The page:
All pregnant women should undergo screening for Toxoplasma gondii infection once each trimester, and all newborns should be screened for congenital toxoplasmosis, Kenneth M. Boyer, M.D., and colleagues have recommended.
Even a thorough history fails to identify about half of pregnant women who have an acute infection, according to Dr. Boyer of Rush University Medical Center, Chicago. Only a serologic screening process would identify all infected women and newborns in time to administer the medical treatment necessary to prevent neurologic sequelae of the illness in these infants (Am. J. Obstet. Gynecol. 2005;192:564-71).
“It is difficult to imagine that any informed mother or father would choose not to include this screening in their prenatal care, considering that almost all untreated infants who are infected … in utero experience ophthalmologic and/or neurologic disease, and that treatment of the fetus and infant clearly reduces these risks,” they said.
The researchers retrospectively analyzed the medical records of 131 infants and children with congenital toxoplasmosis who were referred to the Chicago Collaborative Treatment Trial. The study focused on demographic data and the mothers' understanding of factors surrounding their exposure to the parasite.
The women were questioned about their exposure during pregnancy to cats, cat litter, gardening, and sandboxes. They also were questioned about their consumption of raw or undercooked meat, eggs, or unpasteurized milk, as well as the nature and timing of their exposure; and any illness during pregnancy that was compatible with infection, especially prolonged fever, night sweats, myalgia, headache, and lymphadenopathy.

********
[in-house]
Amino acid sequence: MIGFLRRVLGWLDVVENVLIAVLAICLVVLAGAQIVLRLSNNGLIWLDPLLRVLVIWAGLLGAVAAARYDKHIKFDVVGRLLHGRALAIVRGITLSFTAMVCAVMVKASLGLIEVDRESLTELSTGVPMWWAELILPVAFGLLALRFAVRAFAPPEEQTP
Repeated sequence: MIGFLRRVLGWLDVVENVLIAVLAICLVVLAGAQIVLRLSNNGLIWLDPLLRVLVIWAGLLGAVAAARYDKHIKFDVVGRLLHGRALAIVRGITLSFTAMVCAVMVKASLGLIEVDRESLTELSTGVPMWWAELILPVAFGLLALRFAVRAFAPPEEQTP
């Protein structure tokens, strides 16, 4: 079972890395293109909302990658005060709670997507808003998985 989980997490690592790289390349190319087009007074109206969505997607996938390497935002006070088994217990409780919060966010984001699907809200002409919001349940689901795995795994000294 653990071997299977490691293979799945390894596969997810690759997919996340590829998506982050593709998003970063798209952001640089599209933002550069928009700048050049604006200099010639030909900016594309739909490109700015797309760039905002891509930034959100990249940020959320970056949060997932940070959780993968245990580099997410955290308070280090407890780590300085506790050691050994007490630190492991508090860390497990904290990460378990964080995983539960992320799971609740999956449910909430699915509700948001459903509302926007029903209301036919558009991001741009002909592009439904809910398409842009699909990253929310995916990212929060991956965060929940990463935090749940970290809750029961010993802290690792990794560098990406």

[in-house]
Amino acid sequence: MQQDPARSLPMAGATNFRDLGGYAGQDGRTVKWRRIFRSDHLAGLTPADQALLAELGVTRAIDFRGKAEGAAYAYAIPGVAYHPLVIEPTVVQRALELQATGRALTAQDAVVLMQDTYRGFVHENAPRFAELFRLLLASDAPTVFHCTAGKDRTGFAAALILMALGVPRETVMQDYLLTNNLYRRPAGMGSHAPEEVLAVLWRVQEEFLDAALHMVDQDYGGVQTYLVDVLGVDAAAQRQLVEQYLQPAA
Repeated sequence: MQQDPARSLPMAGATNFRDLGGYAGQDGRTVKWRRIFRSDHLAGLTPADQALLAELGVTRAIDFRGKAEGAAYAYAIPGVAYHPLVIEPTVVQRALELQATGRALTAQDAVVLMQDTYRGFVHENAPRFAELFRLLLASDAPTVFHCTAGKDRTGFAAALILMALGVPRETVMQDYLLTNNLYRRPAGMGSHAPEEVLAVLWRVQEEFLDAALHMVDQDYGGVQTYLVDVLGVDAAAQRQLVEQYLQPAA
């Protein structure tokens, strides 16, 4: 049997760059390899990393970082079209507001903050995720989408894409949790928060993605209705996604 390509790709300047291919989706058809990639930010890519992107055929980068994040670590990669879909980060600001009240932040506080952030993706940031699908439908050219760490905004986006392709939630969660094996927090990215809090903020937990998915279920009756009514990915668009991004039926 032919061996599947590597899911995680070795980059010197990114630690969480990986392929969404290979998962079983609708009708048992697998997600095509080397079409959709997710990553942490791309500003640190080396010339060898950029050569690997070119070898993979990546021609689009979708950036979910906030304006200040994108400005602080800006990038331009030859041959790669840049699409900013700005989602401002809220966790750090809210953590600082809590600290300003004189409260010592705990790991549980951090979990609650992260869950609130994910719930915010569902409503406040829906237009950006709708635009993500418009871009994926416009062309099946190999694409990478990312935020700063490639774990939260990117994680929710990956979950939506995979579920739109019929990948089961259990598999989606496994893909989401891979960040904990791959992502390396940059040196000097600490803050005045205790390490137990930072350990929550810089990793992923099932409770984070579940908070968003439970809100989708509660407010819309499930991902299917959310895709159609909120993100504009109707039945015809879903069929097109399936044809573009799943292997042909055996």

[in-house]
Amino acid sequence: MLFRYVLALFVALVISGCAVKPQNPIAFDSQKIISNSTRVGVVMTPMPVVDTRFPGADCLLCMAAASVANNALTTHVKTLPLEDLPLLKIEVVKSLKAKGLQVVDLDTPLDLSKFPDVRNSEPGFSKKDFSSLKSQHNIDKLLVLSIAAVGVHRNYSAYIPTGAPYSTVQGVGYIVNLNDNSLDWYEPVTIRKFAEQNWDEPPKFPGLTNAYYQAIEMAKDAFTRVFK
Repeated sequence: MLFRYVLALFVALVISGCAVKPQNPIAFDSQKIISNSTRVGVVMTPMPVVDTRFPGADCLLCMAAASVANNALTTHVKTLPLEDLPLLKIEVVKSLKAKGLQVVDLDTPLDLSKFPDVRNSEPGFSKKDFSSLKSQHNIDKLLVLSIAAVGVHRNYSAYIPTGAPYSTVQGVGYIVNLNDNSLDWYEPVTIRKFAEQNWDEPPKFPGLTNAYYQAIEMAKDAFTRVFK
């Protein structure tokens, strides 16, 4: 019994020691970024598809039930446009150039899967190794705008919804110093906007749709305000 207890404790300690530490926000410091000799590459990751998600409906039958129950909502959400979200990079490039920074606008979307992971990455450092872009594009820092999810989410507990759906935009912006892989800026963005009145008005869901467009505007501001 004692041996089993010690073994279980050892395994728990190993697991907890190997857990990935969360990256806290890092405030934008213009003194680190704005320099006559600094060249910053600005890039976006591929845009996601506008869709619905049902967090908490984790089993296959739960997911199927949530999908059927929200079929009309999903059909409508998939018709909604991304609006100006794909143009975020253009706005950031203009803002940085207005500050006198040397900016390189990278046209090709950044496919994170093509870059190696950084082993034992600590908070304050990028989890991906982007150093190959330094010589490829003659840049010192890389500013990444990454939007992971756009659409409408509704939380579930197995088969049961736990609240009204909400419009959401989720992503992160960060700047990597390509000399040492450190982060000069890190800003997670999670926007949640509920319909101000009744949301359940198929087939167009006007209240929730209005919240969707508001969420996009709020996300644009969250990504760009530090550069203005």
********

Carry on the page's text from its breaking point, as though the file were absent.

Most of the women (75%) could recall a conceivable exposure, but only 39% specifically recalled exposure to cat litter or raw meat dishes. One-quarter of the women could not identify any possible exposure to either cats or raw or undercooked foods.
More than half (52%) could not recall an infectious illness of any kind during pregnancy. Almost half (48%) noted an illness that might have been caused by the parasite; 27% recalled fever or night sweats and 23% recalled lymphadenopathy.
Ten of the women had serologic testing for toxoplasmosis before delivery. Three of those were living in France at the time, where such testing is part of routine obstetric care. Each of the remaining seven women had compatible illness or identified risk factors. One woman was tested because an ultrasound noted ascites in her twin fetuses. Three were tested because their physicians were looking for the cause of the illness, and three were tested as part of routine obstetric care.
Since only three women were tested as part of an investigation of an infectious illness, it is apparent that many physicians do not consider toxoplasmosis as a possible cause of these nonspecific symptoms during pregnancy, the authors noted. “This observation points out the importance of greater recognition by obstetricians of the pediatric implications of maternal infection and infectious symptoms during pregnancy.”
The only way to prevent or detect a higher proportion of infants with congenital infection is by systematic serologic screening, they concluded, adding that cost analyses should be performed before any decision making occurs.
However, the potentially devastating lifelong effects of congenital toxoplasmosis, and the recognized benefits of early identification and treatment, make a compelling case for systematic screening, the researchers said.
Additionally, they noted, congenital toxoplasmosis is more common than many genetic and metabolic diseases, such as phenylketonuria, congenital hypothyroidism, and congenital adrenal hyperplasia, for which mandatory neonatal screening already exists.
The American College of Obstetricians and Gynecologists recommends routine toxoplasmosis screening only in HIV-positive pregnant women. Routine screening also may be justifiable in women who are cat owners, the college says.
ACOG does not recommend routine screening for every pregnant woman, because there is a low incidence of seropositivity in the United States. Countries such as France and Austria, which have mandated screening, have high rates of seropositivity among their populations.
Serologic screening in pregnant women may yield equivocal results because IgM antibodies to the parasite can persist for long periods, according to the American College of Obstetrics and Gynecologists.